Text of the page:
Gleb

    "Here the writer became so hopelessly obscure that I was obliged to miss several pages." While most of the satire of higher education, religion, general colonist society, and more still hold, there are big chunks of the narrative where it's exactly the feeling quoted from the book above. The "Book of the Machines" chapters were what I focused on for they are some of the first mentions of 'machines developing consciousness', a prediction of the A.I. doom we are so familiar with today. How machine "Here the writer became so hopelessly obscure that I was obliged to miss several pages." While most of the satire of higher education, religion, general colonist society, and more still hold, there are big chunks of the narrative where it's exactly the feeling quoted from the book above. The "Book of the Machines" chapters were what I focused on for they are some of the first mentions of 'machines developing consciousness', a prediction of the A.I. doom we are so familiar with today. How machines reproduce and communicate with each other in ways we can't imagine, the master/slave relationship that will strain future machine's decisions, etc... Fascinating that the author, who refers to trains by the antiquated sounding 'vapor engines', essentially imagined Terminators in 1872.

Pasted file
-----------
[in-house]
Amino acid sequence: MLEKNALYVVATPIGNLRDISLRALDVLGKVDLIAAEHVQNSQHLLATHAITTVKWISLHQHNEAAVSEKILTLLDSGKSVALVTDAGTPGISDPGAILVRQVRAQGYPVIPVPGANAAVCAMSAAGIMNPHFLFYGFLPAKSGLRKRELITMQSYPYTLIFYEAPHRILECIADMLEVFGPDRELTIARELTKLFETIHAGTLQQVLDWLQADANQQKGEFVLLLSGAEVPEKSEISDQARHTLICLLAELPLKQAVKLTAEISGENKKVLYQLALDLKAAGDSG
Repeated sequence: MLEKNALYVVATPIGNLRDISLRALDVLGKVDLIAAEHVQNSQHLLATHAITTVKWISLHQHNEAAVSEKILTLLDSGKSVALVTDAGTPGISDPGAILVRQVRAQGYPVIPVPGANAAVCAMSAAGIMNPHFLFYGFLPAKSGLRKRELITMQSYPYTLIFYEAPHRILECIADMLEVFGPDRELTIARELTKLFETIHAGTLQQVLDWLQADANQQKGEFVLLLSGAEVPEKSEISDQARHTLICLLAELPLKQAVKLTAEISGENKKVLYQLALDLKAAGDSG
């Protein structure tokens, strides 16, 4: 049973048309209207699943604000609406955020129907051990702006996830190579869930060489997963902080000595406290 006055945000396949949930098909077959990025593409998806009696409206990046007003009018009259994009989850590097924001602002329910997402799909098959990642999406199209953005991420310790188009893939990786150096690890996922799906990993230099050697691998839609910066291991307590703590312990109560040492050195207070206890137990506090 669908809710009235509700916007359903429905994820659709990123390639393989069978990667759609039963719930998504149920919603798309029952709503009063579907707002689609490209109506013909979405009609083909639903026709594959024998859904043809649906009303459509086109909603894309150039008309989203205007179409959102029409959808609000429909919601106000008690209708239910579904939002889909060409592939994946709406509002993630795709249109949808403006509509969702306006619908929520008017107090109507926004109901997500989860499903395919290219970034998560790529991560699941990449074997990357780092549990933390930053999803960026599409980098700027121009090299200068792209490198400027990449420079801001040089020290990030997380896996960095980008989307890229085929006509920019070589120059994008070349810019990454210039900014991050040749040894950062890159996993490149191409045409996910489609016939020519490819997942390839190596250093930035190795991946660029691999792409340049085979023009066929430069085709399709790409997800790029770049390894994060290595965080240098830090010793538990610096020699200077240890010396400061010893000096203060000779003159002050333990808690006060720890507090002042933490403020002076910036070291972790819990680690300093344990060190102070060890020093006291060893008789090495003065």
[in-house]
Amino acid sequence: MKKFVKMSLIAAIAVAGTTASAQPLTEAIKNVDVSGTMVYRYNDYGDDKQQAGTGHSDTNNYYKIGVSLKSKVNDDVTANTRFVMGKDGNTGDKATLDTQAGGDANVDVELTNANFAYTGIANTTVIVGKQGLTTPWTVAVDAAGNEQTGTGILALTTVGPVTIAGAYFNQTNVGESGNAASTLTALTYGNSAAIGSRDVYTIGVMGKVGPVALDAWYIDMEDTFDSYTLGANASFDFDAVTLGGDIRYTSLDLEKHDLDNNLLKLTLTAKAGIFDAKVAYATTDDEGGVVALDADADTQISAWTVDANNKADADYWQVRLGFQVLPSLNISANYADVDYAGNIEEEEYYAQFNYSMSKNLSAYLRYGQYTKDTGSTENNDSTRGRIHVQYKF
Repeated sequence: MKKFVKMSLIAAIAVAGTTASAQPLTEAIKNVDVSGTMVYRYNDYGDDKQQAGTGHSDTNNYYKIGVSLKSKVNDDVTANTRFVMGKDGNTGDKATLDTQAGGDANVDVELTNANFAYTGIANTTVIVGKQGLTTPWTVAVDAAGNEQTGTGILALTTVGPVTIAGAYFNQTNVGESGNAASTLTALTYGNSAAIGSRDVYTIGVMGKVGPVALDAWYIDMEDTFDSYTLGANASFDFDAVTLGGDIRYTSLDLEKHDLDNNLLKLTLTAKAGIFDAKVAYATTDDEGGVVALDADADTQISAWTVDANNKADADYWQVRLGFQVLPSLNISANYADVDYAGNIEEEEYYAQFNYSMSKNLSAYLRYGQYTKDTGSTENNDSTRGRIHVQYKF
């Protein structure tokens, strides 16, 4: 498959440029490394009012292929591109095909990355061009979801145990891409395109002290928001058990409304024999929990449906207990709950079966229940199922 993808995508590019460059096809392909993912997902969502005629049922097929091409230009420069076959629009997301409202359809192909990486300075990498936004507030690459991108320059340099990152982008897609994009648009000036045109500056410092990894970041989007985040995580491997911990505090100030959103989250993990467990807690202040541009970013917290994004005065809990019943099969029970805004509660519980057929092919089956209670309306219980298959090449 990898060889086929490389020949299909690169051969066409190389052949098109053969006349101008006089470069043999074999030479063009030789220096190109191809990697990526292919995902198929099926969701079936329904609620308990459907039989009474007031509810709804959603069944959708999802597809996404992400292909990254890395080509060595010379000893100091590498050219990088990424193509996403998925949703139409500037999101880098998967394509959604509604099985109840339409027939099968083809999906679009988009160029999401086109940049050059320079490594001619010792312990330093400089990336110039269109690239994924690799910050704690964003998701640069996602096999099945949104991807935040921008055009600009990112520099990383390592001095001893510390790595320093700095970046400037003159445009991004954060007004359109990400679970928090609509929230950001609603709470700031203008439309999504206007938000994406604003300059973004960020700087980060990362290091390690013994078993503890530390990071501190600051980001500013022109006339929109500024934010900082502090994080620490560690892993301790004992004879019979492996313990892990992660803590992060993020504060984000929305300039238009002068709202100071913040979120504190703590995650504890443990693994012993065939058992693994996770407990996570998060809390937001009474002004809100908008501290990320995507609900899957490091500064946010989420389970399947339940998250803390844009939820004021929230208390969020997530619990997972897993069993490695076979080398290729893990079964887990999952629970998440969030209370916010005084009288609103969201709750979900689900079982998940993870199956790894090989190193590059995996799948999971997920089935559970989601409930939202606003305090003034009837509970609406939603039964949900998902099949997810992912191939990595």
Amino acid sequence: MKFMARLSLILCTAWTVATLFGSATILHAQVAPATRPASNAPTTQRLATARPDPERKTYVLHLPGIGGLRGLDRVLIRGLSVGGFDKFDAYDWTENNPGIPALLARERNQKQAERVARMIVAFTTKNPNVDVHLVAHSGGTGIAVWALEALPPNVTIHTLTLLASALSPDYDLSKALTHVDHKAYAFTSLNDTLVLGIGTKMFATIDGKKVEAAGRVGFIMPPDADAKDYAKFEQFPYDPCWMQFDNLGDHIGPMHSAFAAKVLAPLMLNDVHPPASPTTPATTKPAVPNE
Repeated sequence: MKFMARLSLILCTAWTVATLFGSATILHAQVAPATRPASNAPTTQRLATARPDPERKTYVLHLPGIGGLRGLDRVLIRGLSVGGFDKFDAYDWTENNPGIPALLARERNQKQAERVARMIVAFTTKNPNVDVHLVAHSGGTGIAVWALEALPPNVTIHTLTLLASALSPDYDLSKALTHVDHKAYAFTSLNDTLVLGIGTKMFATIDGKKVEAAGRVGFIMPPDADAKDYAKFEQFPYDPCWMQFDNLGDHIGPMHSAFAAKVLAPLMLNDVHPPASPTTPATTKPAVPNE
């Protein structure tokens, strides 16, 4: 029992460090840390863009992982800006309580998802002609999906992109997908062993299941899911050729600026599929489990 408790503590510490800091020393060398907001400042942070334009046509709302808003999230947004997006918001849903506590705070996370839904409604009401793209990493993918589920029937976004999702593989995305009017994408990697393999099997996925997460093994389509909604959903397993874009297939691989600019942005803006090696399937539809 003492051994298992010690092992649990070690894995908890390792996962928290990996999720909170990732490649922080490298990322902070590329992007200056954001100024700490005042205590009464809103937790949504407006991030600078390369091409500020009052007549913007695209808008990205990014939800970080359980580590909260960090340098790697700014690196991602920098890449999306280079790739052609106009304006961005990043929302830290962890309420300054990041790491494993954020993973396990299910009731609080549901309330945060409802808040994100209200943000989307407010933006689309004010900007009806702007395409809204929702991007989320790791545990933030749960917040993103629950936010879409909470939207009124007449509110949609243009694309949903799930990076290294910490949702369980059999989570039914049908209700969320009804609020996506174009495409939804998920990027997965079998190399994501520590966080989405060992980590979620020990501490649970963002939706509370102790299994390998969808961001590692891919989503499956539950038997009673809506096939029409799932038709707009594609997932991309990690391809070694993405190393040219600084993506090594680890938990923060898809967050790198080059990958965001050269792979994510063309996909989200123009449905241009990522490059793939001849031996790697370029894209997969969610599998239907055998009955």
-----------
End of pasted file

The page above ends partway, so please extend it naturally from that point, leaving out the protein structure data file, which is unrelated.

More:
5. 5 out of 5

    Cara Heuser

    Although written in the 1800s, the satire is still relevant today. The author creates a society that makes the reader think about crime & punishment, politics, religion, and other topics. The characters are engaging and the prose flows well and makes for an enjoyable read.

  6. 4 out of 5

    Andrea Swinsco

    An interesting story, although prone to wander into lectures about modern life and philosophy. An interesting insight into the mind of the Victorian Christian colonialist as well.

  7. 4 out of 5

    Ian Casey